FYI - there is no need to sysprep a machine in advance.  There is an option to change SID during deployment which does this on the fly.  This is a handy feature so that you don't have to do this with your base image as you will run up against the re-arm limit if you sysprep an image, update the same image, sysprep it again, more than 3 times.   

Beginner
Posts: 0
Comments: 2

Bobbo_3C0X1 wrote:

Andrew, test the deployment with the offline bootable recovery media and the stand-a-lone deployment option.  You will not burn any licenses this way and can use an image on the network as well.  If you have physical access to the machine, this is a good way to test deployment and also to save on a deployment license.

The OS parition is not enough on it's own to be bootable.  You also need to select the system parition (System reserved for a a legacy OS install or EFI for a UEFI OS install). 

This screenshot shows the differences between the 2, but regardless of the type, you need to include the system parition in the deployment to be bootable.  

FYI 1 - if you do use the bootable recovery media directly on the system you want to deploy the image too, start it in the same manner as the source OS was installed with.  If the source image OS was a legacy/bios/mbr install, boot the recvoery media in legacy mode.  If the source OS was installed as UEFI/GPT, then boot the offline recovery media in UEFI mode.  You should be able to specifically pick a boot method using your bios one time boot or boot override menu as explained in this thread.   

FYI - there is no need to sysprep a machine in advance.  There is an option to change SID during deployment which does this on the fly.  This is a handy feature so that you don't have to do this with your base image as you will run up against the re-arm limit if you sysprep an image, update the same image, sysprep it again, more than 3 times.   

 

Thank you Bobbo, you've been more helpful than support was. I actually discovered this shortly before you posted your comment. I'm glad I can use the standalone disc for testing purposes. I did notice however after I successfully got the image working, even with the option enabled for Acronis to change the SID, it didn't do it because the machine was sysprepped. I suppose this new machine I will have to sysprep again and going forward with new images, just don't sysprep at all.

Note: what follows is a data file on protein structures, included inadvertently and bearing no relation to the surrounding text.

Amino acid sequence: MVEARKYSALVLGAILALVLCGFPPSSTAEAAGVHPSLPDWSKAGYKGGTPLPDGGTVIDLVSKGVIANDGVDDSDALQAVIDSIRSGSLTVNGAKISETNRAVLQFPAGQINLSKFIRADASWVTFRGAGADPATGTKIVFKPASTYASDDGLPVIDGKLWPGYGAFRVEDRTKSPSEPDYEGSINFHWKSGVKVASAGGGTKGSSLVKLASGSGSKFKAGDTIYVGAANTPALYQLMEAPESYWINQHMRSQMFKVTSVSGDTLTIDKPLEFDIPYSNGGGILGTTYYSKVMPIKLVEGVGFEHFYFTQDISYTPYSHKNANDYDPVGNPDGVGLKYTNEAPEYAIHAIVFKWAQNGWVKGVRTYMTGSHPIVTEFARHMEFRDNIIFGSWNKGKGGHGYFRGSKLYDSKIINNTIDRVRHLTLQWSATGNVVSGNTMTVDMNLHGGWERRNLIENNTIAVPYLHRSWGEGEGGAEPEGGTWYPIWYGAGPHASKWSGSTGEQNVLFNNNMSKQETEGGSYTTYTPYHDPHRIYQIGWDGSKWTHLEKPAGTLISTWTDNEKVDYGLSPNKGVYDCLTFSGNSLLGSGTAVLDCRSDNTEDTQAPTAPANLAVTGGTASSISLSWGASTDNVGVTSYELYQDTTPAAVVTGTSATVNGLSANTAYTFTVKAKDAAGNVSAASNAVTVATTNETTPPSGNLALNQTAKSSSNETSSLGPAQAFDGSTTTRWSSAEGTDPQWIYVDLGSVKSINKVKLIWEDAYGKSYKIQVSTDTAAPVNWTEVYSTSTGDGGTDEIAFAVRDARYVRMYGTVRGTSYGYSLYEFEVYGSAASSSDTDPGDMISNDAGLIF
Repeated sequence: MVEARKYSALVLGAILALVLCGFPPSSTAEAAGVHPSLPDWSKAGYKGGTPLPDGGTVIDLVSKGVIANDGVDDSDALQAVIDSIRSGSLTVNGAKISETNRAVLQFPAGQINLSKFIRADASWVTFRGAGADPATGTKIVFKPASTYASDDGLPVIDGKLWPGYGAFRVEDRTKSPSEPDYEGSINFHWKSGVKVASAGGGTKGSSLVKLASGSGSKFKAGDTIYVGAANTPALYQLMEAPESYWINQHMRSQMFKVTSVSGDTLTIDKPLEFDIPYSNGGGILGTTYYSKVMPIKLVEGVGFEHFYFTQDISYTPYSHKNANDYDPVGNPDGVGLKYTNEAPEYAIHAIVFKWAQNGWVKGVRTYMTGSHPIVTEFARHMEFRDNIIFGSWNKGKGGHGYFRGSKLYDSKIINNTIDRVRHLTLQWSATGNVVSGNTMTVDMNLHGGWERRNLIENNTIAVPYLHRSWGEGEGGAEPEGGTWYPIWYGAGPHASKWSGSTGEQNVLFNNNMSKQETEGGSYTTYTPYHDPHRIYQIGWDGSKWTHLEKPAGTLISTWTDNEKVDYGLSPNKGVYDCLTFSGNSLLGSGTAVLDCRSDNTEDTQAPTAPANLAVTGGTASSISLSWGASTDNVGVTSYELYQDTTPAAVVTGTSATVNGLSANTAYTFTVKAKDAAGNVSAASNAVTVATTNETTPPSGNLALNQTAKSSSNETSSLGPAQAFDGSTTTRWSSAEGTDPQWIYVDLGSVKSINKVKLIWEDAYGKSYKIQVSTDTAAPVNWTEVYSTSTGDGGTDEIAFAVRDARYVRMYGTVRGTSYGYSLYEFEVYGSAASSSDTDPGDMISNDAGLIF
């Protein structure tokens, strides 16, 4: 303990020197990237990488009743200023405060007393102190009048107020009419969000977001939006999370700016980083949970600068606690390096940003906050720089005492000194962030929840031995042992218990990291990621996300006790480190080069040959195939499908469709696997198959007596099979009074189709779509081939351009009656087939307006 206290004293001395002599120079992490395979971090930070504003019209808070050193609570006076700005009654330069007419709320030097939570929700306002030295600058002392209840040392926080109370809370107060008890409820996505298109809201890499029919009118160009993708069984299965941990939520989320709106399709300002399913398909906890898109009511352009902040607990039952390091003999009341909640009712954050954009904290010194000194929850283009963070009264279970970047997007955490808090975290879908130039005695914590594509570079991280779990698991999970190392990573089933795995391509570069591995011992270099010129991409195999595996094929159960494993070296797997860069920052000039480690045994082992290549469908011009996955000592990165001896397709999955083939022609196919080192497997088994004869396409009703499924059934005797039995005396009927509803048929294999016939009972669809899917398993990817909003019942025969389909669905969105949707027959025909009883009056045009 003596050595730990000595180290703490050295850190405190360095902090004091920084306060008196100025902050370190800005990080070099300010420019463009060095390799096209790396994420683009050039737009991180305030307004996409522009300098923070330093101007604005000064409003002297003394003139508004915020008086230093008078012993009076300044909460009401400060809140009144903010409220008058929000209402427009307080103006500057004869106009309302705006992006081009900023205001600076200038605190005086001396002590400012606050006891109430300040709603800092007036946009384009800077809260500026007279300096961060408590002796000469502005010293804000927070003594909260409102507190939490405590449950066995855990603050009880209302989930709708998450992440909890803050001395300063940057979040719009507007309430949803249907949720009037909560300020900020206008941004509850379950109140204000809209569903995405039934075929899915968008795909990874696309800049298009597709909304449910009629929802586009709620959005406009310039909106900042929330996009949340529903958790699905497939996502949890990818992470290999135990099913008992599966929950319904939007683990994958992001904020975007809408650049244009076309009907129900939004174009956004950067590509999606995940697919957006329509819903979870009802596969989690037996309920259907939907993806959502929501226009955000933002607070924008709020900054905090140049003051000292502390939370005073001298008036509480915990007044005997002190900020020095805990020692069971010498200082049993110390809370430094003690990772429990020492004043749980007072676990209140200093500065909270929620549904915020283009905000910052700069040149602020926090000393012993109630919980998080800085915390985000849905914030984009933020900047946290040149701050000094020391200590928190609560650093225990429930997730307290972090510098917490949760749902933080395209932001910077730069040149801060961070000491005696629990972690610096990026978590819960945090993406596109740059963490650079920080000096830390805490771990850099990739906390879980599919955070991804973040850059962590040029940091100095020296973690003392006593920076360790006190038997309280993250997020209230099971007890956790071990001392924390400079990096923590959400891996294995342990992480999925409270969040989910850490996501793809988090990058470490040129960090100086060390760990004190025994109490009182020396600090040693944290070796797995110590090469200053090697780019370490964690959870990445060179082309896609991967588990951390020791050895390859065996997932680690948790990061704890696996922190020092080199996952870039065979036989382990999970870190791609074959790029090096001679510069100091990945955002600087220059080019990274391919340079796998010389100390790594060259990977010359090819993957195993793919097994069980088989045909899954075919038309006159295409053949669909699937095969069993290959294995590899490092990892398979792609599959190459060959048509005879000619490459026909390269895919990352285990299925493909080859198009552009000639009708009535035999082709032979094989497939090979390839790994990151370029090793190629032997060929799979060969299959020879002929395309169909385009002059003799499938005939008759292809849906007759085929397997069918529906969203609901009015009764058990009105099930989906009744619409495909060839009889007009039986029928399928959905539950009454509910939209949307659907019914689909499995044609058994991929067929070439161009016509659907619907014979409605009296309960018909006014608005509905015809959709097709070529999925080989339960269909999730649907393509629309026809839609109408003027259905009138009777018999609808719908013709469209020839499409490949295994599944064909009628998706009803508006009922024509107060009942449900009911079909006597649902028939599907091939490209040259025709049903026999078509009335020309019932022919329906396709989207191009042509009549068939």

Forum Hero
Posts: 66
Comments: 7764

Glad to help out.  

Yeah, I imagine that once the image is sysprepped, there's a marker showing it is fresh until it's booted up.  But yup, if you work off that system to keep your baseline updated, no need to sysprep again since you can do it on the fly in Snap Deploy.  It's a nice feature as I have run into the sysprep limitation on a few occassions and had to start over - with Snap Deploy, you never have to worry about that again.

Only other piece of advice - don't use an image of a system that has ever been domain joined - that can lead to weird system behavior down the road.  I always take an image of a completely non-AD joined system and then join the deployed image systems to AD after that - seems to be a much cleaner process that alleviates AD "weirdness" down the road.